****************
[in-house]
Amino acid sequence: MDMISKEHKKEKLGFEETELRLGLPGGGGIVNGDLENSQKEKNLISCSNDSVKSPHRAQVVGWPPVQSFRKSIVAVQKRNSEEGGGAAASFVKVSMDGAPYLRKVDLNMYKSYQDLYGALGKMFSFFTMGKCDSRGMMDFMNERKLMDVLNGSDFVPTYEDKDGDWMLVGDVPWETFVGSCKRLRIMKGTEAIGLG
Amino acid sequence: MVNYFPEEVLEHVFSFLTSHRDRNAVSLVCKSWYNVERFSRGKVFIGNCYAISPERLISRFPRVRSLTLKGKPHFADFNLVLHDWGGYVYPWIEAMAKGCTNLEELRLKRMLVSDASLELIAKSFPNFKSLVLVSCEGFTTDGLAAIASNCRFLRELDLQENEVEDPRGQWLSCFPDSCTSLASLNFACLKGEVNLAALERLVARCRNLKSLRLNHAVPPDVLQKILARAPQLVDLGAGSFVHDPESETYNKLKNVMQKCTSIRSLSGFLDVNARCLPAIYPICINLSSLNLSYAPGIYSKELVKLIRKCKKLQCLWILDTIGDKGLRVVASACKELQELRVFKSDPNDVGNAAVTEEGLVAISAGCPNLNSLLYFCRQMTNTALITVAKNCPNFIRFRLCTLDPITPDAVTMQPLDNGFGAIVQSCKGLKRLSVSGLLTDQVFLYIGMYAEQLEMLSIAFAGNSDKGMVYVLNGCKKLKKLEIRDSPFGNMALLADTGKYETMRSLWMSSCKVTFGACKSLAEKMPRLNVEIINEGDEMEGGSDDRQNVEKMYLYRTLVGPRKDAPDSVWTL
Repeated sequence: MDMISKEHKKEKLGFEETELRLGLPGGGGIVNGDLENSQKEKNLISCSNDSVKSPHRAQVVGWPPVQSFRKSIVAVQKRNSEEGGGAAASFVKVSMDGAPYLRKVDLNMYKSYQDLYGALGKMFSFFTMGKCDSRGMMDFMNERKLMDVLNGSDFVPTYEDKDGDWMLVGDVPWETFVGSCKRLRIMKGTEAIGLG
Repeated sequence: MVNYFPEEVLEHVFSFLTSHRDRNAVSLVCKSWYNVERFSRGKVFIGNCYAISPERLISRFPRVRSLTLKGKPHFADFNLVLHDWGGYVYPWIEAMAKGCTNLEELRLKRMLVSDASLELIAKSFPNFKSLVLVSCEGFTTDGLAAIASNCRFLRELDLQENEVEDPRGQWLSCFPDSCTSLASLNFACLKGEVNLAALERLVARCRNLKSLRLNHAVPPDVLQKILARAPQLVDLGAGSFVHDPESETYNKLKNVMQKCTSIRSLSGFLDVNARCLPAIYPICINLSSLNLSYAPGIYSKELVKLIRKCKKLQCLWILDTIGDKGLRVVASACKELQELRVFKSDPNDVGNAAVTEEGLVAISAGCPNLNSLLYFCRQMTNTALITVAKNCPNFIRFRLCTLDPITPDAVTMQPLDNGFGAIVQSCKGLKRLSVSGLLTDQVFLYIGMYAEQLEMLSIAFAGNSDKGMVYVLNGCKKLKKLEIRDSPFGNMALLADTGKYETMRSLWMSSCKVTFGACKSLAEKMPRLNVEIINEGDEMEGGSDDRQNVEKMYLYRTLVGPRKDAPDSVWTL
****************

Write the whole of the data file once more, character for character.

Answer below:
[in-house]
Amino acid sequence: MDMISKEHKKEKLGFEETELRLGLPGGGGIVNGDLENSQKEKNLISCSNDSVKSPHRAQVVGWPPVQSFRKSIVAVQKRNSEEGGGAAASFVKVSMDGAPYLRKVDLNMYKSYQDLYGALGKMFSFFTMGKCDSRGMMDFMNERKLMDVLNGSDFVPTYEDKDGDWMLVGDVPWETFVGSCKRLRIMKGTEAIGLG
Amino acid sequence: MVNYFPEEVLEHVFSFLTSHRDRNAVSLVCKSWYNVERFSRGKVFIGNCYAISPERLISRFPRVRSLTLKGKPHFADFNLVLHDWGGYVYPWIEAMAKGCTNLEELRLKRMLVSDASLELIAKSFPNFKSLVLVSCEGFTTDGLAAIASNCRFLRELDLQENEVEDPRGQWLSCFPDSCTSLASLNFACLKGEVNLAALERLVARCRNLKSLRLNHAVPPDVLQKILARAPQLVDLGAGSFVHDPESETYNKLKNVMQKCTSIRSLSGFLDVNARCLPAIYPICINLSSLNLSYAPGIYSKELVKLIRKCKKLQCLWILDTIGDKGLRVVASACKELQELRVFKSDPNDVGNAAVTEEGLVAISAGCPNLNSLLYFCRQMTNTALITVAKNCPNFIRFRLCTLDPITPDAVTMQPLDNGFGAIVQSCKGLKRLSVSGLLTDQVFLYIGMYAEQLEMLSIAFAGNSDKGMVYVLNGCKKLKKLEIRDSPFGNMALLADTGKYETMRSLWMSSCKVTFGACKSLAEKMPRLNVEIINEGDEMEGGSDDRQNVEKMYLYRTLVGPRKDAPDSVWTL
Repeated sequence: MDMISKEHKKEKLGFEETELRLGLPGGGGIVNGDLENSQKEKNLISCSNDSVKSPHRAQVVGWPPVQSFRKSIVAVQKRNSEEGGGAAASFVKVSMDGAPYLRKVDLNMYKSYQDLYGALGKMFSFFTMGKCDSRGMMDFMNERKLMDVLNGSDFVPTYEDKDGDWMLVGDVPWETFVGSCKRLRIMKGTEAIGLG
Repeated sequence: MVNYFPEEVLEHVFSFLTSHRDRNAVSLVCKSWYNVERFSRGKVFIGNCYAISPERLISRFPRVRSLTLKGKPHFADFNLVLHDWGGYVYPWIEAMAKGCTNLEELRLKRMLVSDASLELIAKSFPNFKSLVLVSCEGFTTDGLAAIASNCRFLRELDLQENEVEDPRGQWLSCFPDSCTSLASLNFACLKGEVNLAALERLVARCRNLKSLRLNHAVPPDVLQKILARAPQLVDLGAGSFVHDPESETYNKLKNVMQKCTSIRSLSGFLDVNARCLPAIYPICINLSSLNLSYAPGIYSKELVKLIRKCKKLQCLWILDTIGDKGLRVVASACKELQELRVFKSDPNDVGNAAVTEEGLVAISAGCPNLNSLLYFCRQMTNTALITVAKNCPNFIRFRLCTLDPITPDAVTMQPLDNGFGAIVQSCKGLKRLSVSGLLTDQVFLYIGMYAEQLEMLSIAFAGNSDKGMVYVLNGCKKLKKLEIRDSPFGNMALLADTGKYETMRSLWMSSCKVTFGACKSLAEKMPRLNVEIINEGDEMEGGSDDRQNVEKMYLYRTLVGPRKDAPDSVWTL